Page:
Pharaoh’s murderous directive to drown every newborn Hebrew boy seems rather out of place in the bible, especially for a book written to proclaim the faithfulness of God.
You can find the story for yourself at the opening chapter of one of the oldest books of the Bible. Exodus is an account of God’s faithfulness in delivering His people from slavery. Their suffering was severe and their oppressors were evil. It was an injustice based on racial fears, magnified by a history purposefully forgotten by a powerful leader. How powerful was Pharaoh? Powerful enough to take the threat of the Israelites seriously enough to legalize mass infanticide, all without a hint of remorse.
I don’t know what’s worse. Is it the part where babies die by virtue of their race and gender? Or is it the fact that a leader can have that kind of unchallenged power to begin with?
Actually, I think I know what bothers me most about this story. It’s an age old question:
Why does God let bad things happen?
It seems to me like this is the master question for all suffering, be it Hebrew Infanticide or any other evil injustice carried out on planet earth. This is what I wrestled with as I worked through Exodus 1:8-2:10, which happens to be the Old Testament reading for the Revised Common Lectionary for this coming Sunday, August 27, 2017.
Listen: I’m a pastor, so I know the “answers” and even find myself dishing them out. Stuff like “well… God works it out for the good…” or “we just have to trust…” and the like. But cliches weren’t cutting the mustard today (another cliche).
I started asking God really hard questions about injustice, evil, and suffering.
He first reminded me that as a white male in a rich country, I know very little about suffering compared to the majority of the world, let alone recent and ongoing racial injustices we see carried out in this nation before our eyes every day. With gratitude and a renewed fire to push back against the injustice of racism, injustice, and the disgusting hatred on display which knows nothing of the Gospel, I nevertheless kept asking God hard questions. Though I didn’t hear God’s voice (what a terrifying thought), I was impressed by a clarifying truth as it washed over me:
There’s a difference between having power and embodied power.
In this story, Pharaoh has power. It is a real power based solely on fear and the risk of losing control, and it is potent enough to kill innocents en masse. But that doesn’t mean that God loses His power, right? In fact, that’s the reason for our question: if you, Lord, have power, why don’t you overcome Pharaoh? But that, too, was the wrong question.
Pharaoh has power, but God is power.
God is power. Pharaoh has a few seconds at the controls, but God is power. Pharaoh has a limited authority because of God’s limitless power. Pharaoh has some sway at that moment of human history, but God is God, and God is power, and all of human history belongs to Him.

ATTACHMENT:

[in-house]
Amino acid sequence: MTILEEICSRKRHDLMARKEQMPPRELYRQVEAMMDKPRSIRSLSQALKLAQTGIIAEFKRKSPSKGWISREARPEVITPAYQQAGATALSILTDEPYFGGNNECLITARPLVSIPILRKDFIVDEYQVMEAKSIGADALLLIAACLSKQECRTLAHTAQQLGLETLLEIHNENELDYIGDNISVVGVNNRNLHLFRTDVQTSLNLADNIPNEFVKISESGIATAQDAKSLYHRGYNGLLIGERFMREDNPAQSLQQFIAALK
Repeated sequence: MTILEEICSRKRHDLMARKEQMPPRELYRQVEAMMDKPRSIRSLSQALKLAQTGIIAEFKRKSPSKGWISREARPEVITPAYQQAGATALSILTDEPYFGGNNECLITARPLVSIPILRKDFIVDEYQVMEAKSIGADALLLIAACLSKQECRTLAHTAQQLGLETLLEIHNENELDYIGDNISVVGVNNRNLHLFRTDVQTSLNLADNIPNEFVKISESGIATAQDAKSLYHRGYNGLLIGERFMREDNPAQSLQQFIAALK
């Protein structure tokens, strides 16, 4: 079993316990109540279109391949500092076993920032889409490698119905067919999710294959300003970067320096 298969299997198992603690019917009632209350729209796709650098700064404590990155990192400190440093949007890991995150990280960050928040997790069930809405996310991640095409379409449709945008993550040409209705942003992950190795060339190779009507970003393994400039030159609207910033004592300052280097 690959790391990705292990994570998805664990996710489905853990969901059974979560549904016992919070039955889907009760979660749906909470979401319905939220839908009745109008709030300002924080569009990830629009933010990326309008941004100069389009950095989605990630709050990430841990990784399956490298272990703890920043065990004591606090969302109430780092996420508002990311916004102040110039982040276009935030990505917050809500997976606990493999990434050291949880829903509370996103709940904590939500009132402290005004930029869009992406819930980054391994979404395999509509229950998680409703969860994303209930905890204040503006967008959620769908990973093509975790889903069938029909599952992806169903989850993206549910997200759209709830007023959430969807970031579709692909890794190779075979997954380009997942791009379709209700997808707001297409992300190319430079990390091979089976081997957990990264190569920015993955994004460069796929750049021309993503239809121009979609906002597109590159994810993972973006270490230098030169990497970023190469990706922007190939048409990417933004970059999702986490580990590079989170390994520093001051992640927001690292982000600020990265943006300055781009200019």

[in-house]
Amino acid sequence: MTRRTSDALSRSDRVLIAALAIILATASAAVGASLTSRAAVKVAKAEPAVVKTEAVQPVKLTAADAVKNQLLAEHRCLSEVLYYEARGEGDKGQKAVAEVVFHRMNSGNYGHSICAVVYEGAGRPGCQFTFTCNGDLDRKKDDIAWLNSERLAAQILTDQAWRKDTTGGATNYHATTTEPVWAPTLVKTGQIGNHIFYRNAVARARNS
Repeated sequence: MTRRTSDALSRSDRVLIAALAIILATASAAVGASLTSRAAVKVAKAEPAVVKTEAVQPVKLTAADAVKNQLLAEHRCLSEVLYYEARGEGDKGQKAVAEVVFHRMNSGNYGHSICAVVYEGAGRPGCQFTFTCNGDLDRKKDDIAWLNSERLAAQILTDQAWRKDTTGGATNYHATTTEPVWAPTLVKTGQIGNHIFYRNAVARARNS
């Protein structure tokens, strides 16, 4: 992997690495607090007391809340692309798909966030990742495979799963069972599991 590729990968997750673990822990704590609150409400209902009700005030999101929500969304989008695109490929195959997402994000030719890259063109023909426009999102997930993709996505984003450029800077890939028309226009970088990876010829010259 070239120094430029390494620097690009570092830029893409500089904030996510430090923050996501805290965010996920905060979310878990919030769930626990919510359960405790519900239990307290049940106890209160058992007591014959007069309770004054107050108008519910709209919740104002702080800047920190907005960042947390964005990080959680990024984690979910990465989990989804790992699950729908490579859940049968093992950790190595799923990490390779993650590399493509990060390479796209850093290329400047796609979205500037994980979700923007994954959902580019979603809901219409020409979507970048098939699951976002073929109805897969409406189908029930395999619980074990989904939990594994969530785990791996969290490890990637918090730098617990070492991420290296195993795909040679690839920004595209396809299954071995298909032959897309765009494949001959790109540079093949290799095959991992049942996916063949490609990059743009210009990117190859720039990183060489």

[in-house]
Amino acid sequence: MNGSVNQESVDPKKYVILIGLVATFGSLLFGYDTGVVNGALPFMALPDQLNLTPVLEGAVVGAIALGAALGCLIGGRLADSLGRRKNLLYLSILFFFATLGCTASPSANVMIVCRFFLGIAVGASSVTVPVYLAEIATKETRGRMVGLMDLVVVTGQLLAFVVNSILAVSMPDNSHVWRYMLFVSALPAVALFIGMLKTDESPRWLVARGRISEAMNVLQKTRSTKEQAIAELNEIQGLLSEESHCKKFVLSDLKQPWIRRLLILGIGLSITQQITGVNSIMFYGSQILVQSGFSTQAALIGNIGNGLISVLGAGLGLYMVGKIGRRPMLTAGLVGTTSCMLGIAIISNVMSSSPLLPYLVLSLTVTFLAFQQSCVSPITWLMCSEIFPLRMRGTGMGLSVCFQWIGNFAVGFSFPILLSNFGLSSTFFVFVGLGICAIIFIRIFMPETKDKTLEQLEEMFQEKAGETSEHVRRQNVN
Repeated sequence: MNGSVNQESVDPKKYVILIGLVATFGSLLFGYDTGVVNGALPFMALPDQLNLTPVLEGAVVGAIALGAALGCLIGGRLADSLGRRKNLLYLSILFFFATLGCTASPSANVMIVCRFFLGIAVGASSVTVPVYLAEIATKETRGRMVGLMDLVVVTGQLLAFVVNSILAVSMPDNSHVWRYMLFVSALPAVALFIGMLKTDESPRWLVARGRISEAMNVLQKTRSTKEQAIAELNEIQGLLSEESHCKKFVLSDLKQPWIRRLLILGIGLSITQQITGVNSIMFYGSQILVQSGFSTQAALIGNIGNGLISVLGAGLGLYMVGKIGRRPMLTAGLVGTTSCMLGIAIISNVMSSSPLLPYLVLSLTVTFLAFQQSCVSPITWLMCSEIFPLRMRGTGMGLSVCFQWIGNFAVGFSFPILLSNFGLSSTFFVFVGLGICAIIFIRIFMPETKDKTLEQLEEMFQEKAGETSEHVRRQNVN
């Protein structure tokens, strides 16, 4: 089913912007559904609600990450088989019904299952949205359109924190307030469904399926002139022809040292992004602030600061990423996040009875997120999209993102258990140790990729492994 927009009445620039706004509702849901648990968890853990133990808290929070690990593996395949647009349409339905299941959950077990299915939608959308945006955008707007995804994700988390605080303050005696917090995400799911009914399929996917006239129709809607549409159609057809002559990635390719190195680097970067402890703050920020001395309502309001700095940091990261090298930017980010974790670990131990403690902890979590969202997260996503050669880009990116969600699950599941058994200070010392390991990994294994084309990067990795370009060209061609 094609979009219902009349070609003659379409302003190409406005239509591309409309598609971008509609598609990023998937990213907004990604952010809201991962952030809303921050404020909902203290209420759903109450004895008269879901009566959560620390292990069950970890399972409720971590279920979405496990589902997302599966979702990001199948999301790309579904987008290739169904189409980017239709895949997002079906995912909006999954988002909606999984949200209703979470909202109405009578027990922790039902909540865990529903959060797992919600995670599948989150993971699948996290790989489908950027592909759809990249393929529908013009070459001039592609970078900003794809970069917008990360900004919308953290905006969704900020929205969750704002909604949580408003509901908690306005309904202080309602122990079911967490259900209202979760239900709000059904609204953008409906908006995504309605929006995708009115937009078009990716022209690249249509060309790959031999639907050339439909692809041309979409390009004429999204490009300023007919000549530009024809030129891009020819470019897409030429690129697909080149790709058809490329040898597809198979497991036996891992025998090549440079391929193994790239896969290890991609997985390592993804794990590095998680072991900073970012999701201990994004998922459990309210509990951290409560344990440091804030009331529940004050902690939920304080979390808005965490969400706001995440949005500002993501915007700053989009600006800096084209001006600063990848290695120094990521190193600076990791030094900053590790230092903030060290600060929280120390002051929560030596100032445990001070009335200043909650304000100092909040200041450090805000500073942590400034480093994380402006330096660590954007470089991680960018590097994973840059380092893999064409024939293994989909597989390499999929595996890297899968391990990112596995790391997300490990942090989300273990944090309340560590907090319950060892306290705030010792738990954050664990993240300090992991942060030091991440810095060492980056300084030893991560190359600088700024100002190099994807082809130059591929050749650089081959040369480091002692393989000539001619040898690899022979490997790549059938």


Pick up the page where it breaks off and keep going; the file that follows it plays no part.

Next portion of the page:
So, then… why does God entrust bad guys with power? I’m going to avoid the cliches here and just acknowledge the mystery of divine will and human freedom.
Are you reading this? If so, congratulations: you have power! Not just electrical, either. You have some level of autonomy, a freedom to choose to read and an energy to read it. Who decides what you do with this power? You do!
Pharaoh made a really bad decision on what to do with his power. He’s a free agent who chose evil. But God, who is power, will bring justice and carry out His plan.
People suffer because evil people have temporary power. God is power: eternal, permanent, good There is no evil that will overcome the power of God, because every evil carried out by temporary power will be exhausted. Evil lost on Easter Sunday.
I suppose, cliche as it sounds, that everything will be ok! Still… let me press more:
Our tendency is to seek comfort over justice, and that’s not the social reality of Kingdom of God.
No, this approach simply won’t do because it’s far too safe and, quite frankly, underwhelms the audacity of the Gospel. This isn’t just about finding peace for yourself. It’s a post about fighting for peace in an evil world. Do something — with the temporary power entrusted to you — to bring reconciliation, healing, and life. That’s the way of the Kingdom and its citizens.
I often wonder if God bugs me with stuff like this so that I despise my own comfort. The more I think about it, the wiser it seems to include this story in the bible because it’s like real life: raw, heartbreaking, motivated by fear, and makes God look bad. But God is not silent in this. It’s like He’s saying “here’s what happened, here’s what I did, here’s how I win. Join me.”
Sounds remarkably uncomfortable. It challenges my own clamoring for power and autonomy. It dissuades me from trying to build an empire for myself. And, most uncomfortable of all, it takes a question about human suffering and compels me to be part of the solution. Christ is victorious, and that should be apparent now in how I live and what I fight for.